He had ordered routinely, efficiently, and returned his gaze to the book. But later, as she took an order from the adjacent booth, he had raised his head and stared, deeply, hungrily, steadily in her direction, as the hint of a smile curled up at the corners of his full lips. The slow, deep dreaminess of his gaze had caught her by surprise; the fullness of the now-parted lips had carried too much sensuality to ignore; his look stole her breath away.

She blushed, stumbled a bit, as she left the booth and headed for the counter, to leave off the order. His head was still raised, his gaze still deep, but his eyes had not moved when she did. She could see now that they were focused on nothing in this room. They were in a dream, a memory maybe, a thought, and eventually, they returned to the book, the same smile on the corner of his lips now directed at the small black letters on the cream-colored page.

She stopped, reached deep into her belly to find a breath of air, slumped into a restrained sigh, and lowered her eyes, demoting herself back down to where she, just five minutes ago, had never doubted she belonged: in the emptiness of a mirror with no reflection, a shadow without a face...

At her graduation, she crossed the stage, wondering if people saw an empty cap and gown walk across, or just nothing at all. It was the latter, she decided, since anything she put on would disappear right with her. The principal mispronounced her name and the Superintendent of Schools missed her hand on the handshake, correcting the mistake with a brief touch of the fingertips before the next graduate approached.

She increased her hours at the drugstore. Sometimes, people forgot to tip.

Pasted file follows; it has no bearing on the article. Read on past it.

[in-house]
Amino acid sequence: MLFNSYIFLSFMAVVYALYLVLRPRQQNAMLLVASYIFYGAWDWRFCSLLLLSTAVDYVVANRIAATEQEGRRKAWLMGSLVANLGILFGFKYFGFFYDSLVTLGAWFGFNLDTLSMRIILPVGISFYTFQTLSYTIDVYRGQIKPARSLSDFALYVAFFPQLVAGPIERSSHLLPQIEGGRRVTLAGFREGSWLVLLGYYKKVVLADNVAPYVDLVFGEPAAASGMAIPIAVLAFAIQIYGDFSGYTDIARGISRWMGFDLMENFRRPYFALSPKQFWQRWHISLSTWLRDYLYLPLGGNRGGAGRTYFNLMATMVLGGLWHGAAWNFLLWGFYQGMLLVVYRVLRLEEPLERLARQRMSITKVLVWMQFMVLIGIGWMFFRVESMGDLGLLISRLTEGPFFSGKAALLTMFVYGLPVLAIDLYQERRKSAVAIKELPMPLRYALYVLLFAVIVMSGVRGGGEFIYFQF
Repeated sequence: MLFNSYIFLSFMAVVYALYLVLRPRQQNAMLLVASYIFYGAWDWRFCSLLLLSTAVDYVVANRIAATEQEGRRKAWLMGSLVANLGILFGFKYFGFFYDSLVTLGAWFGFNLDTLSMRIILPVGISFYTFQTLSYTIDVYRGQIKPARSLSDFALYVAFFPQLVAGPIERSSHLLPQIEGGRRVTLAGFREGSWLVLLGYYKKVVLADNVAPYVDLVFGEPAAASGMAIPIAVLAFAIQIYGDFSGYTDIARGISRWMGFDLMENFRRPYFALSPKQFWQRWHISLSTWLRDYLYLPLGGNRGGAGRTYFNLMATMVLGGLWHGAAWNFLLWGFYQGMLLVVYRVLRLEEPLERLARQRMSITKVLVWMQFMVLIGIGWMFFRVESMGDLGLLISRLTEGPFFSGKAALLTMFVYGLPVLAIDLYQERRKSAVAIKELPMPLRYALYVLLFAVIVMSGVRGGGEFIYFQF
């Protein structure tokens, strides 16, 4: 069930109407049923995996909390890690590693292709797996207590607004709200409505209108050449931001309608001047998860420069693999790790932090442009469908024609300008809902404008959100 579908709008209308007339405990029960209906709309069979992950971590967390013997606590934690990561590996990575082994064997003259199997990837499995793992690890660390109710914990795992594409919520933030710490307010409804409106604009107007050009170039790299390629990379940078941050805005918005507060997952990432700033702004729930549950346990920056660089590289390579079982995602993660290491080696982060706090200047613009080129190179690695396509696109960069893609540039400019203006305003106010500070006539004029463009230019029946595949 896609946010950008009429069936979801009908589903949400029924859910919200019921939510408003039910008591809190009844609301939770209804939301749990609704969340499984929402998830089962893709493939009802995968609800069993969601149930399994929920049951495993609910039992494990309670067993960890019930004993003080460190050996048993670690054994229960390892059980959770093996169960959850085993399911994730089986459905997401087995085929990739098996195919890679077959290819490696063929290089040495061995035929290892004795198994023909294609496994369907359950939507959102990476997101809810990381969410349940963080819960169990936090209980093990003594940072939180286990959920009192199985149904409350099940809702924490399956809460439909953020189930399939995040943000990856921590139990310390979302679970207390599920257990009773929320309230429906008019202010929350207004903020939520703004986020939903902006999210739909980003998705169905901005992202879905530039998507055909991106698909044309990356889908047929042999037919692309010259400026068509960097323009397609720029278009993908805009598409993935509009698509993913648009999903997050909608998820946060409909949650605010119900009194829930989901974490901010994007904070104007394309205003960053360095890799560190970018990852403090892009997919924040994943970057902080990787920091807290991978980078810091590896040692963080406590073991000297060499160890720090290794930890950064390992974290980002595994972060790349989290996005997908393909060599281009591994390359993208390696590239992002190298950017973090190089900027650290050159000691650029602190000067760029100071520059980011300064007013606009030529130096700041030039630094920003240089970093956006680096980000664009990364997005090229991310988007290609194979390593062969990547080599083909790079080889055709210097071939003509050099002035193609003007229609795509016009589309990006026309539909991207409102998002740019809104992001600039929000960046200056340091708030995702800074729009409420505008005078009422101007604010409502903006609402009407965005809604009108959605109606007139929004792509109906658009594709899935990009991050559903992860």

Occasionally, when business was slow, she would walk over to the Hair Brushes & Accessories Aisle, and stare at her face in the $5.99 large hand-held mirror. She never took it off the rack, just dipped her face down enough to look into it. After a while, she quit seeing anything.

One day, her six-year-old niece came over to read Grandma her new book. “I want to read it again, Grandma!” said Cindy. The telephone rang and Grandma had to take it. So she alone was left to listen to Cindy’s performance. Cindy didn’t hide her disappointment. “Just You??? Hmph!” The second reading was conducted as if to an empty audience.

“The Ugly Duckling!” she announced, reading each page with flair and importance. When Cindy finished, she turned to leave, not expecting even applause from this unimpressive non-audience, but was surprised to hear an audience comment.

“It lied,” came the flat but quiet voice out of her mouth. “It lied. The ugly duckling doesn’t become a swan. It becomes an ugly, grown-up duck.” Cindy looked like she was about to break out crying for a moment, but then it passed, and she left the room haughtily, smirking “You don’t know nothing anyway.”

Alone after the young child’s exit, she spent the rest of the evening doodling. Things that looked like ugly ducks marched across the page, invisibly, quacking inaudible quacks. One wore a cap and gown, another a waitress frock, another a housedress, another a low-cut nightgown. She felt like something inside her was going to break...